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William McIlwain Jr., former Newsday editor, novelist, dies at 88

William Franklin McIlwain Jr., a former Newsday editor

William Franklin McIlwain Jr., a former Newsday editor and novelist who wrote eloquently about racial tension and desegregation in the Deep South, has died. He was 88. Credit: AP, 1981

William Franklin McIlwain Jr., a former Newsday editor and novelist who wrote eloquently about racial tension and desegregation in the Deep South, has died.

McIlwain died of congestive heart and respiratory failure Friday at a nursing home in Winston-Salem, North Carolina, his family said. He was 88.

A South Carolina native, McIlwain had stints as editor of the Toronto Star, the Boston Herald-American, Arkansas Gazette in Little Rock and the Sarasota Herald-Tribune in Florida. He also wrote for Esquire, The Atlantic and Harper's during his 50-year journalism career.

"He loved to tell stories, and I think as a reporter, he enjoyed the storytelling aspect of it," said his son, also named William.

McIlwain saw himself as a writer. He kept a dictionary nearby to look up words he didn't know. In his 80s, he talked about writing another novel, his son said.

He was fond of William Faulkner, a fellow Southern writer, and once used a Faulkner quote on the cover for the 1978 Boston blizzard story. It read in part: "I believe that man will not merely endure: he will prevail. He is immortal," recalled Charlotte Hall, who worked for McIlwain at the Herald-American, now the Boston Herald.

Hall, a former managing editor at Newsday, said McIlwain "cared passionately about writing" and watchdog journalism.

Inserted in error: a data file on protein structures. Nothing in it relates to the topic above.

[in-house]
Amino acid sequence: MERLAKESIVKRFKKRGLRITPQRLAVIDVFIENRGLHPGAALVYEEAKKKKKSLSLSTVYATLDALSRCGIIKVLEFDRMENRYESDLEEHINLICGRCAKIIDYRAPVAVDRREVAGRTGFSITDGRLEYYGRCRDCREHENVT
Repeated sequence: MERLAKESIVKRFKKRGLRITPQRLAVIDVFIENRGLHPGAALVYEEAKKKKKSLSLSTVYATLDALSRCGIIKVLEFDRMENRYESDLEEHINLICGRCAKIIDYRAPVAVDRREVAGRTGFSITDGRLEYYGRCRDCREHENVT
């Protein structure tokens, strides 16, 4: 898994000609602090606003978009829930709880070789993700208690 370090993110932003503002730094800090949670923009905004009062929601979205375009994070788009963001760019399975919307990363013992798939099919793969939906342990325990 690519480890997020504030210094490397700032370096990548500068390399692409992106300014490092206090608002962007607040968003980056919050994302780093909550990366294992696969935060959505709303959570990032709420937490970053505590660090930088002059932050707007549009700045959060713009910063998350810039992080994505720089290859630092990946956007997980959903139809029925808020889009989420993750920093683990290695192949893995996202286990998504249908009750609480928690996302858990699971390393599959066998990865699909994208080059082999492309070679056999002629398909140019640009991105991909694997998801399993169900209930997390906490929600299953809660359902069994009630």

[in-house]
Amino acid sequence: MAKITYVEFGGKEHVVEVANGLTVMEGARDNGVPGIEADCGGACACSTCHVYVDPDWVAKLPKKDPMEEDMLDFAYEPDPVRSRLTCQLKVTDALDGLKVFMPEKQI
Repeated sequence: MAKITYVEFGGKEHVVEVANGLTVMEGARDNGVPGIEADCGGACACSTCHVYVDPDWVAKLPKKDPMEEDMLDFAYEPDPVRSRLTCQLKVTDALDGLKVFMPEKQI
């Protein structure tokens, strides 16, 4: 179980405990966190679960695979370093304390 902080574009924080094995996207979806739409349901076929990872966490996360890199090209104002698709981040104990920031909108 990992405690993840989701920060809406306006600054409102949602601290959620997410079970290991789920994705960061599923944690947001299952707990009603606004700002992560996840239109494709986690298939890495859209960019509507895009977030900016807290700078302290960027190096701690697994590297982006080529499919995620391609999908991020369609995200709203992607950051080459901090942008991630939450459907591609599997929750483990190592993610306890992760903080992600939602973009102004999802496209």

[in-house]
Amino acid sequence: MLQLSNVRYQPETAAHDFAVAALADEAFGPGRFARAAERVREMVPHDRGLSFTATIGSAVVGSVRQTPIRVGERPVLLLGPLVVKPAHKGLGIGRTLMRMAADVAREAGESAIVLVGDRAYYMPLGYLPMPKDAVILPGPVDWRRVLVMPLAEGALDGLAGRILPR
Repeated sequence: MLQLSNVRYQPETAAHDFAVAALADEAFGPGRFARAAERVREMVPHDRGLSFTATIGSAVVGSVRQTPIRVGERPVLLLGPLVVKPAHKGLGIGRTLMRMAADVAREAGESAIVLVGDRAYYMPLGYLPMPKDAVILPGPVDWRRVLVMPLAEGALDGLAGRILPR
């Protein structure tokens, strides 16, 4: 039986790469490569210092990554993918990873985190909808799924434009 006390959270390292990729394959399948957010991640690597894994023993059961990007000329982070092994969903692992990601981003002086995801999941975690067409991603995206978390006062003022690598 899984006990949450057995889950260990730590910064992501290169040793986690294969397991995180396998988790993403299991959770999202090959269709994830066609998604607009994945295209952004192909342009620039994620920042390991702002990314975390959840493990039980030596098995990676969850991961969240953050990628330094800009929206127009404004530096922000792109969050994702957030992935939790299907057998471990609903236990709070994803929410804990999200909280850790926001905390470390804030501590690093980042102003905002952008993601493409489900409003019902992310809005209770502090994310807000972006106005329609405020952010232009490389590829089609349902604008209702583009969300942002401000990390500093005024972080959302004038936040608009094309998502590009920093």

"He was a legendary figure in Newsday's early years, one of a small handful of editors who really shaped the feisty young paper into greatness," she said.

McIlwain started the Boston Herald-American's investigative team, she said.

McIlwain's 1960 novel -- "The Glass Rooster" -- centered on desegregation in the Jim Crow South, where he grew up. A 1972 memoir, "A Farewell to Alcohol," chronicled his battle with alcoholism.

Born in a farmhouse, McIlwain scored a job as a sports writer at the Star News in Wilmington, North Carolina at age 17. He served in the Marine Corps after graduating from high school in 1944. He earned a B.A. in English from Wake Forest College in Winston-Salem in 1949.

He later joined the Richmond Times-Dispatch and, with only a month of copy editing experience, he was hired as Newsday's chief copy editor in 1954, his son said.

"He said he was out of his depth, but he was eager to learn the business. I think he charmed a lot of people there," his son said.

At Newsday, he held several roles including day news editor, city editor, assistant managing editor, managing editor and editor in 1967.

In 1969, he contributed to "Naked Came the Stranger," a literary hoax in which 24 Newsday reporters penned a sex-filled, badly written novel whose bogus author was a Long Island housewife named Penelope Ashe. The following year, he was named Wake Forest University's first writer in residence.

In 1982, McIlwain returned to Newsday as editor of the Queens edition, which became the New York City edition.

Tony Insolia, then Newsday's editor, said McIlwain recognized talent. "If McIlwain told me that somebody was a .350 hitter . . . I would believe it. If they could meet McIlwain's test, they could work for me," Insolia said.

In retirement, McIlwain lived in Wrightsville Beach, North Carolina, where he coached young writers at the Star News.

"He built confidence in young people . . . because he told them they could do things, and he always had an encouraging word," Hall said.

In addition to his son, McIlwain is survived by daughters Eleanor Dalton McIlwain of Seattle and Nancy M. Stevens of Boulder, Colorado; a sister, Isabelle Jewell of Wilmington; and five grandchildren.

A memorial service will be held Sunday at 2 p.m. at Arbor Acres United Methodist Retirement Community in Winston-Salem.

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